The "Daring Jumper"
Phiddipus audax

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Phidippus audax is attracted to both sedentary and flying prey. They feed on a variety of insects such as moths, flies, and grasshoppers, as well as other spiders, including Phidippus (Hill 2006). Phidippus audax spiders like the sunshine and do their hunting during the day. The salticids slowly stalk their prey, almost cat-like. When the spider comes close to its prey it pauses and lowers its body to fasten a silk thread, or “safety line,” to the substrate it is on (This is in case it should miss its prey, the thread will keep it from hitting the ground). Then jumps to its prey. Like web-building spiders, the salticids can locate prey precisely from a distance. The difference is that web-building spiders use vibrations on their web, and salticids use their uniquely precise eyesight to locate their prey.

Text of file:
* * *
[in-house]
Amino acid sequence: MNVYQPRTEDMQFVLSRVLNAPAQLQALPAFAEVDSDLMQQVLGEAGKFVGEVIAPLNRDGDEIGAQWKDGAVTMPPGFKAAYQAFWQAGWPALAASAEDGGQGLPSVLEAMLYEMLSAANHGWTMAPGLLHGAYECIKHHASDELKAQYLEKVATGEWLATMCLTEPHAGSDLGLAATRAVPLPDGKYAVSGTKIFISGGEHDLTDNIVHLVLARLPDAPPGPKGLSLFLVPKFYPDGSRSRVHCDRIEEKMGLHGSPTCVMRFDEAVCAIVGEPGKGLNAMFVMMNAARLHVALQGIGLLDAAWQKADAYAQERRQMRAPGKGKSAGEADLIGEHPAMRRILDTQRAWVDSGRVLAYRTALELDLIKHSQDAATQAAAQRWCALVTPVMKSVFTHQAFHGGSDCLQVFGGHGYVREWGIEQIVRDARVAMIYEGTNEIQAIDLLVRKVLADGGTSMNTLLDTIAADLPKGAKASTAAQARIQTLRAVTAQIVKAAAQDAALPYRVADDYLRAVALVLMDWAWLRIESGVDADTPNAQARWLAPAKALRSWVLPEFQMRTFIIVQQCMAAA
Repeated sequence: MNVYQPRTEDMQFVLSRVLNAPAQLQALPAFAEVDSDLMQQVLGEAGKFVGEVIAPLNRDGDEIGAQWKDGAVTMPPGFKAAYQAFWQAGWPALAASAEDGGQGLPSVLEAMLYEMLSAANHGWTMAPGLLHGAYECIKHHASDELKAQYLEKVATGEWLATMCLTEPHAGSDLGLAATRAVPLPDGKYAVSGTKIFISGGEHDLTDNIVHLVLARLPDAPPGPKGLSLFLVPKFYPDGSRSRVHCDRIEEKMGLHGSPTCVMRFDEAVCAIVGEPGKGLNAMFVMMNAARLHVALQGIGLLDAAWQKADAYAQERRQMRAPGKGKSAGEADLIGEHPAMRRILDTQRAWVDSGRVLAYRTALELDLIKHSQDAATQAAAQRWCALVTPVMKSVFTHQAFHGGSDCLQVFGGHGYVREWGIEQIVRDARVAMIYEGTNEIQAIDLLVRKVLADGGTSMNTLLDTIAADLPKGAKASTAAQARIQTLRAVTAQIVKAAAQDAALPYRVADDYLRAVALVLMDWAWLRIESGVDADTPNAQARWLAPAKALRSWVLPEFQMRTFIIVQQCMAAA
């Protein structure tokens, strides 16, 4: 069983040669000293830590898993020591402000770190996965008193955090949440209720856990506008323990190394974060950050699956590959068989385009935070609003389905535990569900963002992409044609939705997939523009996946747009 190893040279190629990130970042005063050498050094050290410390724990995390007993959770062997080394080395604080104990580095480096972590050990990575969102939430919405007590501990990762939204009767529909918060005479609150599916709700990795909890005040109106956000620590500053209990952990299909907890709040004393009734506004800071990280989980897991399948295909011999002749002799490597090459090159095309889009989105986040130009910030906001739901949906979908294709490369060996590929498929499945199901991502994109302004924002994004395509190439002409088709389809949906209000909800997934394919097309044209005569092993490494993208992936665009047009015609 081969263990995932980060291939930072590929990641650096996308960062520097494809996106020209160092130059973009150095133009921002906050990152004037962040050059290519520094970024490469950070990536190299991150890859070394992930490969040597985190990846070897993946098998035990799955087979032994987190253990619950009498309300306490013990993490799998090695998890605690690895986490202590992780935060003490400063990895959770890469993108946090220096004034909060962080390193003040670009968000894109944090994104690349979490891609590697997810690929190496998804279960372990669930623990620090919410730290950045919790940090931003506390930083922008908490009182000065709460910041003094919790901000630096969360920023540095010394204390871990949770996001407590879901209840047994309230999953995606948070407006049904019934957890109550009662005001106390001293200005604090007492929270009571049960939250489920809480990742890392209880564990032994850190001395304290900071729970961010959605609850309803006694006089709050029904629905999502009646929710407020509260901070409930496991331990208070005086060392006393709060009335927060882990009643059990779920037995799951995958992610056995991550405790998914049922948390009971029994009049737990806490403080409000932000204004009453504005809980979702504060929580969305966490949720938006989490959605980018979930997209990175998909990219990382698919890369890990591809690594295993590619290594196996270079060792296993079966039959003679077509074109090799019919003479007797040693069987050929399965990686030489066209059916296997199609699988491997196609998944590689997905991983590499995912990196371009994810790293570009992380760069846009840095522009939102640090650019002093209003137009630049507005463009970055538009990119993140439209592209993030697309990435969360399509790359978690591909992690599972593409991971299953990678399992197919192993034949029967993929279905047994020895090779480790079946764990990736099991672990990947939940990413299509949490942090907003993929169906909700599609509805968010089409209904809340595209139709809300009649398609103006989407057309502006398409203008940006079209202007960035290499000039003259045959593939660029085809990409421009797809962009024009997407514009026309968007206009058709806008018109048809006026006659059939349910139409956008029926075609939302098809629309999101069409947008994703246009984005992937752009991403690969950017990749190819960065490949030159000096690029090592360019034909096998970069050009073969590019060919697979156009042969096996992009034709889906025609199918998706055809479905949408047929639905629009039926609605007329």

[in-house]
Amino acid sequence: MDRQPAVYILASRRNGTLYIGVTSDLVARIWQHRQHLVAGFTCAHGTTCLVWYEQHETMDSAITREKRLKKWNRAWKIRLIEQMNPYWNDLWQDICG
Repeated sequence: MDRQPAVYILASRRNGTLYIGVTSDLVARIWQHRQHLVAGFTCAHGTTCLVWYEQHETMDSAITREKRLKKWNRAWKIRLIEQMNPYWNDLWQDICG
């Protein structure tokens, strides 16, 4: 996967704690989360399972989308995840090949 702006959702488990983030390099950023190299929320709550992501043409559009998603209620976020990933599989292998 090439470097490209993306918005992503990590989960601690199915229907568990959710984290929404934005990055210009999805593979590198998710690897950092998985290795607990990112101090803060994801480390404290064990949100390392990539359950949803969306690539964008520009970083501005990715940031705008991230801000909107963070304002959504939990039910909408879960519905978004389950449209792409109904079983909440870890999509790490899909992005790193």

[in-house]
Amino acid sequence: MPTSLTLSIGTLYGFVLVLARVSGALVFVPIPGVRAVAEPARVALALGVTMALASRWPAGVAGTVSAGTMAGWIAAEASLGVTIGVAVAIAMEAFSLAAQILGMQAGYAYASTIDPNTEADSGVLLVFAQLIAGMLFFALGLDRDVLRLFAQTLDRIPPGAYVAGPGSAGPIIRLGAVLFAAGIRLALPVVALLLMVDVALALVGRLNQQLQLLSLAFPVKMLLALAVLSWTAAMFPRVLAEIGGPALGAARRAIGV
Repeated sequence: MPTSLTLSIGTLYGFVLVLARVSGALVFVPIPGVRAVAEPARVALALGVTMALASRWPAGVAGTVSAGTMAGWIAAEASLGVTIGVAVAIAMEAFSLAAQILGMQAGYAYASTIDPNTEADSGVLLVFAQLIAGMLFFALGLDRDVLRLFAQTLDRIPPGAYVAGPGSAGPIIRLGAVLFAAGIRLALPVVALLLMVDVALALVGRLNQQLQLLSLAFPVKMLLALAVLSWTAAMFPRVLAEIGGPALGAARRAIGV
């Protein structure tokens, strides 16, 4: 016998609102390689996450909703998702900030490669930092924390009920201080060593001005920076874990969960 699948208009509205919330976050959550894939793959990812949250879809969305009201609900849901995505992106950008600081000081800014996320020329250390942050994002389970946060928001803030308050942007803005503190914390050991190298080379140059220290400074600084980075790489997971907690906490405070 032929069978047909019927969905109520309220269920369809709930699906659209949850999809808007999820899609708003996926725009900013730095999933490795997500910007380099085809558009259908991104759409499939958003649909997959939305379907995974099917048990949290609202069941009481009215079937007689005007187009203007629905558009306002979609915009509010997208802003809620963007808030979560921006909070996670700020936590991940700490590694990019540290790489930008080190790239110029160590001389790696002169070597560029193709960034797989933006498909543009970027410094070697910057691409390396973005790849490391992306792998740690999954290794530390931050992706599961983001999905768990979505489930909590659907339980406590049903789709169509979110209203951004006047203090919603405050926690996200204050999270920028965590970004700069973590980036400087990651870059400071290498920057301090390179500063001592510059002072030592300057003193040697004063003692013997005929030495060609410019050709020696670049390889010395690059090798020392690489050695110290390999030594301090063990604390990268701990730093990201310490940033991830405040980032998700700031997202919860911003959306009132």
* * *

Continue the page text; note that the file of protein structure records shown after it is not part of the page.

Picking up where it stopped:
One fascinating thing about their leaping ability is that they do not have to take a straight path to their prey. Instead, the salticids can leap and, in a sense, take a detour to its prey, so as to go unnoticed. This unique feature of their jump shows that they possess the ability to problem-solve, catching the attention of many researchers (Tarsitano 2006). When not leaping to catch prey, the salticids are active searchers, often walking around and stopping to look around in search for prey. They actively pursue and attack any prey they locate. This is in contrast to most spiders that spend more time visually searching for prey from one place and then actively stalking it. There are a numerous amount (too many to name on this website) of adaptations that the salticids have obtained pertaining to their hunting. Phidippus audax, specifically, has been seen leaping into other spiders’ nests to catch the spider itself (araneophagy) or insects caught in another spider's web (kleptoparasitism) (Hill 2006).

Click here to learn more about how they can see their prey.